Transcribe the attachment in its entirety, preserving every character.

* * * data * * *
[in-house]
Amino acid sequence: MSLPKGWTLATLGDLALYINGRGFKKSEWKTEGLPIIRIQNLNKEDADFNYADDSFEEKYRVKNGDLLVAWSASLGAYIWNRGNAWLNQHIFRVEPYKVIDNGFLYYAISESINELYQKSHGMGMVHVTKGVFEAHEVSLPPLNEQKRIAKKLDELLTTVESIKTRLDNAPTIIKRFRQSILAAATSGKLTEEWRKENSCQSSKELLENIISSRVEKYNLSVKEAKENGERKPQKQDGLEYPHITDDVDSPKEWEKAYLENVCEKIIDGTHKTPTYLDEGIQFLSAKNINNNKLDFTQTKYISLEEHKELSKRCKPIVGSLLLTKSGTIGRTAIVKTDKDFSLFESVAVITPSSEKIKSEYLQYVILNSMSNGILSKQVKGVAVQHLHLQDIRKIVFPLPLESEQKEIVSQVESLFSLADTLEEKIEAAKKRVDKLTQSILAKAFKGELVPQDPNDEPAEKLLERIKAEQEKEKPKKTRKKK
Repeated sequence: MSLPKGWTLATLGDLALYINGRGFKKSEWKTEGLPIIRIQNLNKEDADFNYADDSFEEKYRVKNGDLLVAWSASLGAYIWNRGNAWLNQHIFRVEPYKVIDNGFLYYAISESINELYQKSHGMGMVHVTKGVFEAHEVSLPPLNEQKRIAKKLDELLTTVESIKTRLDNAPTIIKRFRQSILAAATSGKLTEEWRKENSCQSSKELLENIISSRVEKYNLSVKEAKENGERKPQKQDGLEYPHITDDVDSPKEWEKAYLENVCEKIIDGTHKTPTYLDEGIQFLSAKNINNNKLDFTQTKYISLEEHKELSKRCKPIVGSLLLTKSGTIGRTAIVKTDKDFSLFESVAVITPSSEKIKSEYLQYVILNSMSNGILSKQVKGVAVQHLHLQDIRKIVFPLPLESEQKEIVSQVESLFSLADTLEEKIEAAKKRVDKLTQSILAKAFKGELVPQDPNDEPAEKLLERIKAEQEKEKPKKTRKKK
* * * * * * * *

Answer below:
[in-house]
Amino acid sequence: MSLPKGWTLATLGDLALYINGRGFKKSEWKTEGLPIIRIQNLNKEDADFNYADDSFEEKYRVKNGDLLVAWSASLGAYIWNRGNAWLNQHIFRVEPYKVIDNGFLYYAISESINELYQKSHGMGMVHVTKGVFEAHEVSLPPLNEQKRIAKKLDELLTTVESIKTRLDNAPTIIKRFRQSILAAATSGKLTEEWRKENSCQSSKELLENIISSRVEKYNLSVKEAKENGERKPQKQDGLEYPHITDDVDSPKEWEKAYLENVCEKIIDGTHKTPTYLDEGIQFLSAKNINNNKLDFTQTKYISLEEHKELSKRCKPIVGSLLLTKSGTIGRTAIVKTDKDFSLFESVAVITPSSEKIKSEYLQYVILNSMSNGILSKQVKGVAVQHLHLQDIRKIVFPLPLESEQKEIVSQVESLFSLADTLEEKIEAAKKRVDKLTQSILAKAFKGELVPQDPNDEPAEKLLERIKAEQEKEKPKKTRKKK
Repeated sequence: MSLPKGWTLATLGDLALYINGRGFKKSEWKTEGLPIIRIQNLNKEDADFNYADDSFEEKYRVKNGDLLVAWSASLGAYIWNRGNAWLNQHIFRVEPYKVIDNGFLYYAISESINELYQKSHGMGMVHVTKGVFEAHEVSLPPLNEQKRIAKKLDELLTTVESIKTRLDNAPTIIKRFRQSILAAATSGKLTEEWRKENSCQSSKELLENIISSRVEKYNLSVKEAKENGERKPQKQDGLEYPHITDDVDSPKEWEKAYLENVCEKIIDGTHKTPTYLDEGIQFLSAKNINNNKLDFTQTKYISLEEHKELSKRCKPIVGSLLLTKSGTIGRTAIVKTDKDFSLFESVAVITPSSEKIKSEYLQYVILNSMSNGILSKQVKGVAVQHLHLQDIRKIVFPLPLESEQKEIVSQVESLFSLADTLEEKIEAAKKRVDKLTQSILAKAFKGELVPQDPNDEPAEKLLERIKAEQEKEKPKKTRKKK